[Sebastian Goscik]’s entry in the 2017 Hackaday Prize is a line following robot. Well, not really; the end result is a line following robot, but the actual project is about a simple, cheap robot chassis to be used in schools, clubs, and other educational, STEAM education events. Along with the chassis design comes a lesson plan allowing teachers to have a head start when presenting the kit to their students.
The lesson plan is for a line-following robot, but in design is a second lesson – traffic lights which connect to a main base through a bus and work in sync. The idea of these lessons is to be fairly simple and straightforward for both the teachers and the students in order to get them more interested in STEM subjects.
What [Sebastian] noticed about other robot kits was that they were expensive or complicated or lacked tutorials. Some either came pre-assembled or took a long time to assemble. [Sebastian] simplified things – The only things required after the initial assembly of the chassis are: Zip-ties, electrical tape and a few screws. The PCB can’t be disassembled, but the assembled PCB can be reused.
The hardware [Sebastian] came up with consists of some 3mm material that can be laser cut (acrylic or wood) and a sensor board that has 5 IR LEDs and corresponding IR sensors. The chassis can be put together using nothing more than a Phillips screwdriver, and the sensor PCBs are well documented so that soldering them is as easy as possible. An Arduino is used as the brains of the unit.
[Sebastian] has come up with a great project and the idea of a platform like this with a couple of lesson plans included is a great one. He’s released the hardware under an Open Hardware license as well so others can share and add-on. Of course, there are other line following robots, like this miniature one created with analog circuitry, and there are other open source robots for teaching, like this one. But [Sebastian]’s focus on the lesson plans is a really unique way of approaching the problem – one that will hopefully be very successful.
It’s been a while since we’ve seen much action on the bristlebot front, which is too bad. So we’re happy to see [Extreme Electronics]’s take on the classic introductory “robot”: the Black Line Follower. The beauty of these things is their simplicity, so we’ll just point you to his build instructions and leave the rest to you.
The original bristlebot is a fantastic introduction to electronics, because it’s simple enough that you can cobble one together in no time. A battery, a pager motor, and a toothbrush head are all you need. But it goes where it wants, rather than where you want it to go.
Adding steering is as simple as tying two bristlebots together and firing one motor at a time to execute a turn. The Black Line Follower is of this style.
But that was more than five years ago now. What happened to the mighty engines of bristlebot creativity? Has the b-bot seen its finest hour? Or are we just waiting for the next generation to wiggle up to the plate?
The shoebox-sized robot exceeds [Bolt]’s top speed of 44-km/hour. At that speed, following a line gets tricky. It took the development team 8 prototypes to attain that capability. Inside the BeatBot an Arduino reads 9 infrared sensors for line detection at 100 samples a second. A digital servo controls the Ackerman steering mechanism to follow the line on the track or floor. Wheel encoders provide the data for speed and distance measurement.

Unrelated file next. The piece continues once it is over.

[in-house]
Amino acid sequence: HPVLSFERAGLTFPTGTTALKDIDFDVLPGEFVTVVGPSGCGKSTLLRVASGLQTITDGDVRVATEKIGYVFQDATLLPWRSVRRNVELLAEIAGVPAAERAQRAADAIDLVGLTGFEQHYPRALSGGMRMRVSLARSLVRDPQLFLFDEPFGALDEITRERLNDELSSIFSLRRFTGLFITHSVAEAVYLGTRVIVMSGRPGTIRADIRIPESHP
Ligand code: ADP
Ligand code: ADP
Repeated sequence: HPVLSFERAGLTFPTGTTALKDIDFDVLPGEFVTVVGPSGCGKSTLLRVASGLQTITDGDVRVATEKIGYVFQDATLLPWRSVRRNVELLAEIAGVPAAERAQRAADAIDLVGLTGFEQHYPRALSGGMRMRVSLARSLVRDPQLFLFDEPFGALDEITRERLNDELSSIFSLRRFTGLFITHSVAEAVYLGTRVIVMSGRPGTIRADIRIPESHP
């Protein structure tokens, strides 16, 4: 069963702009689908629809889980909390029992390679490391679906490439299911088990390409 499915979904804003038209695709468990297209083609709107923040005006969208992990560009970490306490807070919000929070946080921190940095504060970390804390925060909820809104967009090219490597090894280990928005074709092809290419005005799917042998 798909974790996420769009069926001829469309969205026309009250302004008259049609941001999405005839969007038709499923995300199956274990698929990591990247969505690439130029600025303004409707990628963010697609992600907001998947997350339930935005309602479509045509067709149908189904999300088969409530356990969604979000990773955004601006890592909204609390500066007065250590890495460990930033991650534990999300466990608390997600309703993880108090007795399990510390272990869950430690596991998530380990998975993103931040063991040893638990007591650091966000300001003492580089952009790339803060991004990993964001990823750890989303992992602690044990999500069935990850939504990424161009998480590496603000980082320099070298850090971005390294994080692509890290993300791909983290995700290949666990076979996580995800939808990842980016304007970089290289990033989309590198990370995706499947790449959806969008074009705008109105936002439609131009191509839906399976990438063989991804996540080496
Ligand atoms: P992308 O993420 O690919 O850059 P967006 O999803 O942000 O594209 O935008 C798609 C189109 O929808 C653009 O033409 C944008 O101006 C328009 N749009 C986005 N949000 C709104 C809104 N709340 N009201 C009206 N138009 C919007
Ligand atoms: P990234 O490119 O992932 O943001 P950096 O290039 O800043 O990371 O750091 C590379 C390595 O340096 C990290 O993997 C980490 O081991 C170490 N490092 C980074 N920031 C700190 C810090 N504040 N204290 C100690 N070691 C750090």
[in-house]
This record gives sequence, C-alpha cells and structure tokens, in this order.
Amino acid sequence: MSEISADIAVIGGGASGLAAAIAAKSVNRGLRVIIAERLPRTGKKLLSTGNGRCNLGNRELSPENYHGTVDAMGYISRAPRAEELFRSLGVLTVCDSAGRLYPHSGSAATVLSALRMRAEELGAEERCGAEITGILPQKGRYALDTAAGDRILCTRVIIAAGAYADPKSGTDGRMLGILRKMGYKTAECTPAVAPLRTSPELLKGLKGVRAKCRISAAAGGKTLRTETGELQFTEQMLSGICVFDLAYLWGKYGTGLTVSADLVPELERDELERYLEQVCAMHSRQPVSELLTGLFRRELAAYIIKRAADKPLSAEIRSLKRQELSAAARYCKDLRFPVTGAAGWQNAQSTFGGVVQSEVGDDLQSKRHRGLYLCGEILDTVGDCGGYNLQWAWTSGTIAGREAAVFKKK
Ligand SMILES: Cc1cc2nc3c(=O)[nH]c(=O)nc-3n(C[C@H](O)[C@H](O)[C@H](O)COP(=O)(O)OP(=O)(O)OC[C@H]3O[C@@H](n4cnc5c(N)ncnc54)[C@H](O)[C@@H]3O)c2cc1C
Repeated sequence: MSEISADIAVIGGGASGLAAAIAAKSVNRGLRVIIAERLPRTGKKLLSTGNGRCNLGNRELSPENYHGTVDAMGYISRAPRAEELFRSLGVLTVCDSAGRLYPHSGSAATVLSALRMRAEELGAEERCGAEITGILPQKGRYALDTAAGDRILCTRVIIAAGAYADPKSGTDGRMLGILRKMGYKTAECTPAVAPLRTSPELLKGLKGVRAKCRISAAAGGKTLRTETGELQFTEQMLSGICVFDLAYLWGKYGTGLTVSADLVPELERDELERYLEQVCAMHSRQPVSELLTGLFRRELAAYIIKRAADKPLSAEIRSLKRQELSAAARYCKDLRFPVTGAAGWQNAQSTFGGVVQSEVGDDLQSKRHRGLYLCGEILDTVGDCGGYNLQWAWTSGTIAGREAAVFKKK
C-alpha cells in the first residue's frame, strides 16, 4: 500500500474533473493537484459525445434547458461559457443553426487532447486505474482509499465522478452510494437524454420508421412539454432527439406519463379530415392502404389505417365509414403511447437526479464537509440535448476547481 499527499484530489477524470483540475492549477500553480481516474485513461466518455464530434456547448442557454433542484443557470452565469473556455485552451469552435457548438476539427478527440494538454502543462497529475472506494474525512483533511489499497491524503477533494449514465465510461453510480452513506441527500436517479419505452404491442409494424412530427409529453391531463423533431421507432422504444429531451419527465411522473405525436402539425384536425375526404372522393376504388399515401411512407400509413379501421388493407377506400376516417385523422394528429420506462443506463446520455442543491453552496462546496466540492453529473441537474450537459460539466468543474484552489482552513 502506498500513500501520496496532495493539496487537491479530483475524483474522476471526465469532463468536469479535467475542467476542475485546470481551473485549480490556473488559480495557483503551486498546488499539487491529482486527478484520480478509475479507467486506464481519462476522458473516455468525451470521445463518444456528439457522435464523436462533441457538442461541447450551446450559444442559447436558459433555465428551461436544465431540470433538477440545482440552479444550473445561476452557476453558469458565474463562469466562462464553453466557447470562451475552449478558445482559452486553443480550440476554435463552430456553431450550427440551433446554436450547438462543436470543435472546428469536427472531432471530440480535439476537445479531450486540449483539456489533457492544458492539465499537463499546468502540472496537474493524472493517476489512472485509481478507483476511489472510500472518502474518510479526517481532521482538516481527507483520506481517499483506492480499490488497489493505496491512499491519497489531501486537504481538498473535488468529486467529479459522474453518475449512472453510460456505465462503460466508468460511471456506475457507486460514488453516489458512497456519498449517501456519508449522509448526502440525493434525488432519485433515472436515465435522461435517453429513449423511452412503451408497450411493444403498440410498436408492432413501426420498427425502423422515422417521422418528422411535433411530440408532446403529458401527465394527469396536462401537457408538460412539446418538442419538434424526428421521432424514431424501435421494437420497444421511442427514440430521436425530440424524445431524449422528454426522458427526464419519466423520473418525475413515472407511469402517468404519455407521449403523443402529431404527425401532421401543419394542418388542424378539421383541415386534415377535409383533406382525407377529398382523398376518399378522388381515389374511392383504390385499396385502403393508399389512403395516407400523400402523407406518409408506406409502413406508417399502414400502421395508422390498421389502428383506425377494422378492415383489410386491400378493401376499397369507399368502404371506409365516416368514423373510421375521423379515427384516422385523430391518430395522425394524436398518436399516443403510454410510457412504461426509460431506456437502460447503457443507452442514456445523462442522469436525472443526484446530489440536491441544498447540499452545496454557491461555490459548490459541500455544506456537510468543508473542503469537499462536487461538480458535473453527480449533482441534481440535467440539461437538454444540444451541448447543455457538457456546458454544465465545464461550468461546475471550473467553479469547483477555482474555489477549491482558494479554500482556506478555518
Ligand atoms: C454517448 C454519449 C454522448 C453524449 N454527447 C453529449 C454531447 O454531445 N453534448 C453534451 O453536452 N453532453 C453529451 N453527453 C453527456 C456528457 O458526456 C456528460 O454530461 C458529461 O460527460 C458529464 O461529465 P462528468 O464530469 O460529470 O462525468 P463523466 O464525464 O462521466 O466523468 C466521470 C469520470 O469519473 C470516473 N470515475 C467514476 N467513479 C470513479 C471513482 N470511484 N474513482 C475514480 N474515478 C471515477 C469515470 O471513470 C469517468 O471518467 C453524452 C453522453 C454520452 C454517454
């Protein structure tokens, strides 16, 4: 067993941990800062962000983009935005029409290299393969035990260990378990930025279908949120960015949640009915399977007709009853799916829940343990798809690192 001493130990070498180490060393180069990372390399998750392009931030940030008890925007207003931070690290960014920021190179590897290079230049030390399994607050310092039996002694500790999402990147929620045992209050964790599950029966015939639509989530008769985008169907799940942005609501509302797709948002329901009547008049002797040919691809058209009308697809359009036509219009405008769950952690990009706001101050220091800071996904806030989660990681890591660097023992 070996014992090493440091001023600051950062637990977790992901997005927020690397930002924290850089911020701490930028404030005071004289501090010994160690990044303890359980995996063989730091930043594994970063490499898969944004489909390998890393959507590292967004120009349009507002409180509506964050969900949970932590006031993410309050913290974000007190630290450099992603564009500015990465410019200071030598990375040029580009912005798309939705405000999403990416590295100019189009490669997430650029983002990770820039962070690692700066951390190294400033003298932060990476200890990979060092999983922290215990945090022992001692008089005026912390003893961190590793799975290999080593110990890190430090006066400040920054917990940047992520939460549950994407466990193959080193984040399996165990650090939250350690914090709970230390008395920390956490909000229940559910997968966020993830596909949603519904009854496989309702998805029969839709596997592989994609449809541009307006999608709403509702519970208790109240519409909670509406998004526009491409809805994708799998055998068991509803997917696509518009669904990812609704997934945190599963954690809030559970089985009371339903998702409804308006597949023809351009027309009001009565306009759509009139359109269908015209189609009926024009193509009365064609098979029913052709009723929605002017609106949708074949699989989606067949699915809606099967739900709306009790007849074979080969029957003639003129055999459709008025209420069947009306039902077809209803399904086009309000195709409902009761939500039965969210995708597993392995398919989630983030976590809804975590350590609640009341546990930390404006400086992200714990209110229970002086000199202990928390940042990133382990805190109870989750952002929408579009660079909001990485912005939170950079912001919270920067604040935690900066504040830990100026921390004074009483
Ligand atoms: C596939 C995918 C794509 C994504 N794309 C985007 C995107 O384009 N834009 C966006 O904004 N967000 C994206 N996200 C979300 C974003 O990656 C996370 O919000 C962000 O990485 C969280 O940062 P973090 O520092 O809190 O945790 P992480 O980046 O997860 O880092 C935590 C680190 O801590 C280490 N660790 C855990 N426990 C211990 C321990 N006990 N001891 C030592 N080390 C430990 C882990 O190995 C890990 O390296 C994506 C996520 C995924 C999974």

The user can set the distance of the run and the time to beat. Run pacing can also be adjusted. LEDs on the robot provide the starting ‘gun’ and help the runner see the BeatBot using peripheral vision. Two GoPro cameras, front and rear, provide a visual record of the run.
Puma believes that actually running against a competitor, even a robot, improves performance more than just running against the clock. They’re betting a grown-up line follower will help Olympic class athletes improve their performance. Continue reading “Line Following Robot Trains Runners”→
There are quite a few flavors of line following robot. No matter how they’re made, most are built for speed and accuracy. The Cambot by [Jorge Fernandez] however makes use of a traditional video camera to read visual input instead of the reflective sensors we’re used to seeing in these types of robots. Because of this it lacks those swift and agile qualities, but scores points with its unique analog design, over-sized tricycle wheels, and stylish RCA jacks poking out on the side.
Coupled with a PIC 16F84A microcontroller, [Fernandez] divides the video input from the camera into 625 lines. The PIC is responsible for scanning horizontally across these lines and translating the proportions of black and white into PWM pulses. The duration these proportions are seen by the camera determines the PWM frequency fed to the left and right servo motors driving the robot.
As far as line-followers go, this is a refreshing retro approach to the concept. [Hernandez] outlines the finesse about driving his cambot on his blog (an English translation can be read here) and provides a complete schematic for those who are interested in whipping up their own quirky little machine.